After a detailed discussion,  the Gale court determined that Gale’s comments to his wife do not constitute public statements, even if his wife happened to also work for Omnicare.  Likewise, a vague reference to meeting with attorneys – regardless of what the listener thought the statement meant – was not a disclosure of the filing of the qui tam suit.  Ultimately, the court reached the most recent state of the law on the seal requirements, finding that all of the previous case law is consistent with one overarching principle: “[T]he False Claims Act’s seal requirements prevent the relator from publicly discussing the filing of the qui tam complaint, but not the nature and existence of the fraud.”  

Contact Us ButtonIf you believe you have information regarding fraud against the government and are considering bringing a False Claims Act case, please contact James Hoyer for an evaluation of your claims.

Written by Jesse Hoyer


United Technologies Corporation Liable for Over $473 Million for Inflating Prices on Aircraft Engines Sold to Air Force

The U.S. District Court for the Southern District of Ohio found United Technologies Corporation liable for over $473 million in damages and penalties arising out of a contract to provide the Air Force with fighter aircraft engines for F-15 and F-16 aircraft between 1985 and 1990, the Justice Department announced today. United Technologies, which is based in Connecticut, provides a broad range of high-technology products and services to the global aerospace and building systems industries.

“The department will relentlessly pursue justice against those who knowingly submit false claims to the government and abuse the public contracting process,” said Stuart Delery, Acting Assistant Attorney General for the Civil Division. “It is vital that companies who do business with the government provide full and accurate information, and if they do not, they will pay the consequences.”

The government alleged that UTC’s proposed prices for the engine contract misrepresented how UTC calculated those prices, resulting in the government paying hundreds of millions more than it otherwise would have paid for the engines. Specifically, the government alleged that UTC failed to include in its price proposal historical discounts that it received from suppliers, and instead knowingly used outdated information that excluded such discounts.

The government filed suit against UTC in 1999 under the False Claims Act and the common law, and those claims were tried, without a jury, in 2004. An initial decision by the district court in 2008 found UTC liable under the False Claims Act, but did not award any damages. The district court also dismissed the government’s common law claims. That decision was appealed by both the government and UTC. In 2010, the Court of Appeals for the Sixth Circuit affirmed the district court’s finding that UTC was liable under the False Claims Act, but reversed and remanded the case to the district court to recalculate the government’s damages and to reconsider the government’s common law claims.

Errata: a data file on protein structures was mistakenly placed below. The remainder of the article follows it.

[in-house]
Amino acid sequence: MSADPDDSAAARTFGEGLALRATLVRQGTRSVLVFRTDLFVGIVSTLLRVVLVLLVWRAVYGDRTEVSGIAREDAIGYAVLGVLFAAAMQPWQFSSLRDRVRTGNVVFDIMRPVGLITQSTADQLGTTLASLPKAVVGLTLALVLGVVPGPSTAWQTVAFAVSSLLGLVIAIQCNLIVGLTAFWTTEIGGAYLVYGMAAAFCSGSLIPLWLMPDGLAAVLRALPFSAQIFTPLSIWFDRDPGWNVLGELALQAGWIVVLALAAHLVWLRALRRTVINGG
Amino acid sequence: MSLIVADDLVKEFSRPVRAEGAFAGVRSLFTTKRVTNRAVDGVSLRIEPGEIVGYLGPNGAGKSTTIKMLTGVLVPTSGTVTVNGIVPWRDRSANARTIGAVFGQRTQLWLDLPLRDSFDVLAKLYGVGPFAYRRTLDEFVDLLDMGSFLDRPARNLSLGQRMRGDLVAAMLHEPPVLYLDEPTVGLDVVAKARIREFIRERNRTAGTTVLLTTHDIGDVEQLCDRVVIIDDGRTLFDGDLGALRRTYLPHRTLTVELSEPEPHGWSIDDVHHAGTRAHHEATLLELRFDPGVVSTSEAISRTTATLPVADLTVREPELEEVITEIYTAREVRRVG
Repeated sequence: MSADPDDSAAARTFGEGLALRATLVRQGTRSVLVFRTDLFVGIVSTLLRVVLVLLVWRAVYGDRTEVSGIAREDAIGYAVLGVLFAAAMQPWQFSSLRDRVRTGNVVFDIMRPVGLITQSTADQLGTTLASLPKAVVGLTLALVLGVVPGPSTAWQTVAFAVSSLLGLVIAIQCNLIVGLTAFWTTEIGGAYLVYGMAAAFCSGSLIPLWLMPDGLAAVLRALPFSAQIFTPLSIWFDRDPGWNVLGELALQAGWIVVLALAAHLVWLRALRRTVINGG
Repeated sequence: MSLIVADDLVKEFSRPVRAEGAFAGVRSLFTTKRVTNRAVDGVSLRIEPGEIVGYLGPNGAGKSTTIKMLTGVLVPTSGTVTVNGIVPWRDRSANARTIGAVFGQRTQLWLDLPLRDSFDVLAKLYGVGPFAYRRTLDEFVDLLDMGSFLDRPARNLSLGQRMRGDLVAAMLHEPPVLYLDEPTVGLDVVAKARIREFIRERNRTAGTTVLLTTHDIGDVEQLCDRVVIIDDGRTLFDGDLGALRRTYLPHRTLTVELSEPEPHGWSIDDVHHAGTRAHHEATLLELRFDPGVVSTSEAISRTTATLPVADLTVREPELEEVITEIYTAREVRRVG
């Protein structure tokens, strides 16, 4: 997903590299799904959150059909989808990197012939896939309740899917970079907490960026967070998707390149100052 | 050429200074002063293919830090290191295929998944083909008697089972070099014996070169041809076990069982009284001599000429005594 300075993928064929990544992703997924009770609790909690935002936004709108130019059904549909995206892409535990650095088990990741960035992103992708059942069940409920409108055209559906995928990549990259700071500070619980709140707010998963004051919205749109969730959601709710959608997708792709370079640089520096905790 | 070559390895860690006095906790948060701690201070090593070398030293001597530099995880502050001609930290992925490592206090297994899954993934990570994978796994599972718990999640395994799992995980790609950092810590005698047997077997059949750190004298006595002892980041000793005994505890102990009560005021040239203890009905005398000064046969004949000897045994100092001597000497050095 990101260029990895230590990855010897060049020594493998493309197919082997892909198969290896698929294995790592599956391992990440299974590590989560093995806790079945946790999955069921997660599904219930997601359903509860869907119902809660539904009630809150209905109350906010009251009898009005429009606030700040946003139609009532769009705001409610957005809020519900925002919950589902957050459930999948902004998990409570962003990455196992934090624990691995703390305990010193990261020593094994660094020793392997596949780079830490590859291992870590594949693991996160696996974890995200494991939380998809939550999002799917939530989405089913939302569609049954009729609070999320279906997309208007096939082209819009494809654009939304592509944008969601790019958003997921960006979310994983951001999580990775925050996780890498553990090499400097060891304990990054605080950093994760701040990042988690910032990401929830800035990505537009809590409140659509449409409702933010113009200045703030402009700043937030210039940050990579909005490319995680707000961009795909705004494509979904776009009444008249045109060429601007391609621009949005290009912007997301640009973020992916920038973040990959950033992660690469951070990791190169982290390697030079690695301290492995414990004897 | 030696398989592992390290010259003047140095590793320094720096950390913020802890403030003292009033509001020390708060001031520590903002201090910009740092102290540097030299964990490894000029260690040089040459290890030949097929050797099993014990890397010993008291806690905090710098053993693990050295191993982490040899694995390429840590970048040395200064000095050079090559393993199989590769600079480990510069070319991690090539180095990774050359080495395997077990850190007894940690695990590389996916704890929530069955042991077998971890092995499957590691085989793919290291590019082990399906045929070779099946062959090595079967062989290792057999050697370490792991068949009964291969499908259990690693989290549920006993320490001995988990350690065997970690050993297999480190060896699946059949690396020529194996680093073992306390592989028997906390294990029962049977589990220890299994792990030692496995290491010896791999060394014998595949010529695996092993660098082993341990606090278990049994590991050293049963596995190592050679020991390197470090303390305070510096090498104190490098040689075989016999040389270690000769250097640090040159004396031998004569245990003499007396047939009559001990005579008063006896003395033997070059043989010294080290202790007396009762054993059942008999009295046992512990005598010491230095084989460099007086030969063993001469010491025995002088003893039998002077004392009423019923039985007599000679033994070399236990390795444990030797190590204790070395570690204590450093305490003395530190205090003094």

In yesterday’s ruling, the district court awarded the government False Claims Act damages and penalties of $364 million, which is the highest recovery obtained by the government in a case tried under the Act. The court also awarded an additional $109 million in damages on the government’s common law claims. With the addition of prejudgment interest on the latter claims, which the court has yet to calculate, the government anticipates that the total judgment against United Technologies could be well in excess of half a billion dollars.
This case is being handled by the Civil Division of the Department of Justice. The lawsuit is captioned United States of America v. United Technologies Corp., No. 3:99-cv-093 (S.D. Ohio).


Kenny Msiakii, Owner of Joy Supply and General Services, a Louisiana-based Health Care Company Sentenced to 97 Months in Connection with $6.7 Million Medicare Fraud

The owner and operator of a Louisiana-based durable medical equipment (DME) company was sentenced today to serve 97 months in prison for his role in a $6.7 million Medicare fraud scheme, announced Acting Assistant Attorney General Mythili Raman of the Justice Department’s Criminal Division; U.S. Attorney Kenneth Magidson of the Southern District of Texas; and Special Agent in Charge Mike Fields of the Dallas Regional Office of the U.S. Department of Health and Human Service’s Office of the Inspector General (HHS-OIG).

Kenny Msiakii, 45, of Houston, was sentenced by U.S. District Judge Nancy Atlas in the Southern District of Texas. In addition to his prison term, Msiakii was sentenced to serve three years of supervised release and ordered to pay $2.5 million in restitution. On Dec. 13, 2012, a federal jury found Msiakii guilty of eight counts of health care fraud.

According to court documents, Msiakii was the owner and operator of Joy Supply and General Services, a company based in Shreveport, La., that purported to provide orthotics and other DME, including power wheelchairs, to Medicare beneficiaries.